As you prepare to commemorate Good Friday, here is a classic Michael Spencer devotion from April, 2007 on “seeing the terrible cost of our salvation.” It is taken from Michael’s Blog http://www.internetmonk.com.
She recalled that day in the mid-1930’s very clearly. It was, she said, like a carnival. Popcorn was being sold by vendors. People were milling about and visiting. The executed man, a young African-American named Rainey Bathea, had been convicted of raping and killing an elderly woman. Of course, the crowd was entertained by the spectacle of public justice.
It would be very strange indeed, if we visited my hometown today and found people wearing the gallows around their necks. It would be bizarre to see buildings with nooses hanging from steeples. It would puzzling to go into a gathering held on the anniversary of that execution and hear people singing songs about the death of Raney Bathea.
It wouldn’t be particularly odd to find some civil rights historian looking into these events, or to find that African-Americans were aware of the day and the execution as part of their history. But to celebrate it? To sing about it with gratitude? To say that such an event should become the defining event of a community’s history? That would be very strange.
This week we’ve asked why we’re still talking about Jesus. I’ve told you four answers:
- His transformation of individual lives.
- The discovery of his worth that sets people to following him throughout life.
- Jesus is “the way” that people are looking for, and “the way” that God shows himself to us.
- Jesus answers life’s deepest questions.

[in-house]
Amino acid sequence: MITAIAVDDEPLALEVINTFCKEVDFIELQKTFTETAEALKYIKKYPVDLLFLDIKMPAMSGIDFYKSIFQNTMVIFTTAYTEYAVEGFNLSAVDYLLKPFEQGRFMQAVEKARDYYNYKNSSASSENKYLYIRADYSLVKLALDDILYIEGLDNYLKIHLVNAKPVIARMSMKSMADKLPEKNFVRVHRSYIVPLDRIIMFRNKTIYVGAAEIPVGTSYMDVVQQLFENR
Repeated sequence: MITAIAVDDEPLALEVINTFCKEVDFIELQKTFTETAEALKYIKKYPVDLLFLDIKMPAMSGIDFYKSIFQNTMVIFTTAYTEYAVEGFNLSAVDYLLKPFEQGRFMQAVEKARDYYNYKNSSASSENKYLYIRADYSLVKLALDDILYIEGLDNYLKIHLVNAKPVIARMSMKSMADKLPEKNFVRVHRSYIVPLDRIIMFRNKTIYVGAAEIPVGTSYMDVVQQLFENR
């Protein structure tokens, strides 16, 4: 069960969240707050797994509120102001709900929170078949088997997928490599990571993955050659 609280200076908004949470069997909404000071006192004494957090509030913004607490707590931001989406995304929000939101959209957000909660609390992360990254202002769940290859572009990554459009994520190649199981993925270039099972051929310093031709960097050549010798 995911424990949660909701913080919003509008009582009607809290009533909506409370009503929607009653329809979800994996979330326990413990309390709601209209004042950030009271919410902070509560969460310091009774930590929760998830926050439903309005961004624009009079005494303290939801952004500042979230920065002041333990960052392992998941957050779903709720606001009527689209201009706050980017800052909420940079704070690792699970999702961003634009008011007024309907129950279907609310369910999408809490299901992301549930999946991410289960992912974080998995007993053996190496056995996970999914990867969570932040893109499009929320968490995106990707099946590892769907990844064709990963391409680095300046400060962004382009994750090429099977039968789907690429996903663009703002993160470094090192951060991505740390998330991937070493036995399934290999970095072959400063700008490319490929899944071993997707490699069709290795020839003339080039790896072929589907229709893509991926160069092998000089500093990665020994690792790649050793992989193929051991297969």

All of these things are insignificant in comparison to the death of Jesus. No single death in history can compare to the earthquake of meaning that comes from the death of Jesus.
Of course, the death of Jesus alone doesn’t create that significance. Most of Jesus’ followers were no where to be found when he died. It was his resurrection and appearances to his disciples after death that caused those followers to see the death of Jesus differently than all the other deaths, executions, martyrdoms and sacrifices in history.
Jesus’ life ended badly by any measurement.
When things were going well in the life and ministry of Jesus, no one mentioned death. Healings, raisings from the dead, miracles: these don’t focus the mind of death. But at the height of his ministry, Jesus began talking about death. He brought it up repeatedly, mentioned it at inopportune times and refused all advice to change the subject.
When his disciples confessed that he was the Messiah, Jesus began to repeatedly and consistently talk of his coming betrayal, torture and execution. The Bible says that unlike his parable and stories, the talk of death was “plain” and frequent.